Rack, The (1956)
Directed by Arnold Laven, this Stewart Stern (Teresa (1951)) screenplay was based on a teleplay by Rod Serling, the Emmy Award winning creator of TV's The Twilight Zone. It stars Paul Newman as a Korean War veteran who returns home after years as a P.O.W. to face a court martial trial for collaborating with the enemy. It's a very good drama with an excellent, credible performance by Newman and the rest of the film's notable cast including Wendall Corey as the initially reluctant yet duty bound prosecutor, Walter Pidgeon as Newman's stern "by the book" Army Colonel father, Edmond O'Brien as Newman's more than capable defense attorney, Anne Francis as Newman's sympathetic and recently widowed sister-in-law, Lee Marvin and James Best as two of Newman's accusers, and Cloris Leachman (in a cameo) as Francis’s friendly neighbor.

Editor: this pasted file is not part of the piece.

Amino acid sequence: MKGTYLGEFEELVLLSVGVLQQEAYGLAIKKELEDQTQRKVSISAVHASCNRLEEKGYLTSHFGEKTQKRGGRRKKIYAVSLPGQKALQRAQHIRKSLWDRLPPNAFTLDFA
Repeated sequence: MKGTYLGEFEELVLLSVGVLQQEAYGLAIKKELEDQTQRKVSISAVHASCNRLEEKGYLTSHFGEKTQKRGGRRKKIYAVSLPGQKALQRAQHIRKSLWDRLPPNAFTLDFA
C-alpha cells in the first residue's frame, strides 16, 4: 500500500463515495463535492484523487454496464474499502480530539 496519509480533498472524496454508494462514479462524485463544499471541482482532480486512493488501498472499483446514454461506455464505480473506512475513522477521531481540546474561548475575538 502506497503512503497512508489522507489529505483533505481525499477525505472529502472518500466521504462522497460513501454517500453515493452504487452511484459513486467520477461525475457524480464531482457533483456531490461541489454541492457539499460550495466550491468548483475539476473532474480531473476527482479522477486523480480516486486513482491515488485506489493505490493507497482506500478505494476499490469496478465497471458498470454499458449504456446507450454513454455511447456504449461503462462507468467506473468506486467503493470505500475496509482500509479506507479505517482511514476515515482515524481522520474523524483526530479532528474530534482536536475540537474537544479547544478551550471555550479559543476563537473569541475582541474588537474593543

Captain Edward Worthington Hall Jr. (Newman) needs medical assistance to exit the "returning troop" plane at the San Francisco airport. His father Colonel Edward W. Hall Sr. (Pidgeon) and sister-in-law Aggie (Francis), who are there for his return, are unable to greet him as he's loaded into an ambulance and taken to a military hospital by the Golden Gate Bridge. We learn from interaction with her neighbor Caroline (Leachman), that Aggie lives with her father-in-law, Edward Sr., because her husband, his son, was killed in the Korean War. Ed meets with a psychiatrist, and later with his family (Robert Blake appears, uncredited, as a soldier being mobbed by his family), but is unable to say much, though he is clearly troubled by something. Still wheelchair bound and recovering in the hospital, Ed wheels himself in to watch a movie (featuring Debbie Reynolds mixing chemicals) with others when another patient (Marvin), in crutches himself, slips a noose with the word "traitor" around his neck. Shortly thereafter, Major Sam Moulton (Corey) is explaining to Ed (who was introduced to him by Dean Jones, appearing uncredited) that he's being brought up on charges for giving aid & comfort to the enemy in time of war which, if convicted, will mean a court martial. Earlier, Moulton had been told by Colonel Hansen (Robert Burton) that the Army must try the most egregious (40) of these cases to set an example, when he had objected to prosecuting an Army Captain that had received the Silver Star. However, Ed is allowed to stay out of jail with no restrictions given his otherwise exemplary war record.